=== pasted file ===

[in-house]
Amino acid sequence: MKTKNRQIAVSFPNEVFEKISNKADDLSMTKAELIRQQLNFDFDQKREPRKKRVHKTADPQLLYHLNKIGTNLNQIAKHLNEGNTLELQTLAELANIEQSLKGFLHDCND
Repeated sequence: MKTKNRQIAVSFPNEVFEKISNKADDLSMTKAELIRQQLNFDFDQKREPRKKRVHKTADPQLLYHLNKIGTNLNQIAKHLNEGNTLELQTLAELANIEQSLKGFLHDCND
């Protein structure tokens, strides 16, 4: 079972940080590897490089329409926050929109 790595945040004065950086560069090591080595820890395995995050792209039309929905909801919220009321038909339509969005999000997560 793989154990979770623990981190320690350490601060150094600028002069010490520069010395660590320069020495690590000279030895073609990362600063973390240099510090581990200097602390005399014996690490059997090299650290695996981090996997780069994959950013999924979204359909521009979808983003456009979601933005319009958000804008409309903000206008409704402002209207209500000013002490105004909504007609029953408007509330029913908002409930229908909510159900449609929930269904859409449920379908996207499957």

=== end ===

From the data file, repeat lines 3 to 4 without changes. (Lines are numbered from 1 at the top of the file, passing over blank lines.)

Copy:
Repeated sequence: MKTKNRQIAVSFPNEVFEKISNKADDLSMTKAELIRQQLNFDFDQKREPRKKRVHKTADPQLLYHLNKIGTNLNQIAKHLNEGNTLELQTLAELANIEQSLKGFLHDCND
């Protein structure tokens, strides 16, 4: 079972940080590897490089329409926050929109 790595945040004065950086560069090591080595820890395995995050792209039309929905909801919220009321038909339509969005999000997560 793989154990979770623990981190320690350490601060150094600028002069010490520069010395660590320069020495690590000279030895073609990362600063973390240099510090581990200097602390005399014996690490059997090299650290695996981090996997780069994959950013999924979204359909521009979808983003456009979601933005319009958000804008409309903000206008409704402002209207209500000013002490105004909504007609029953408007509330029913908002409930229908909510159900449609929930269904859409449920379908996207499957």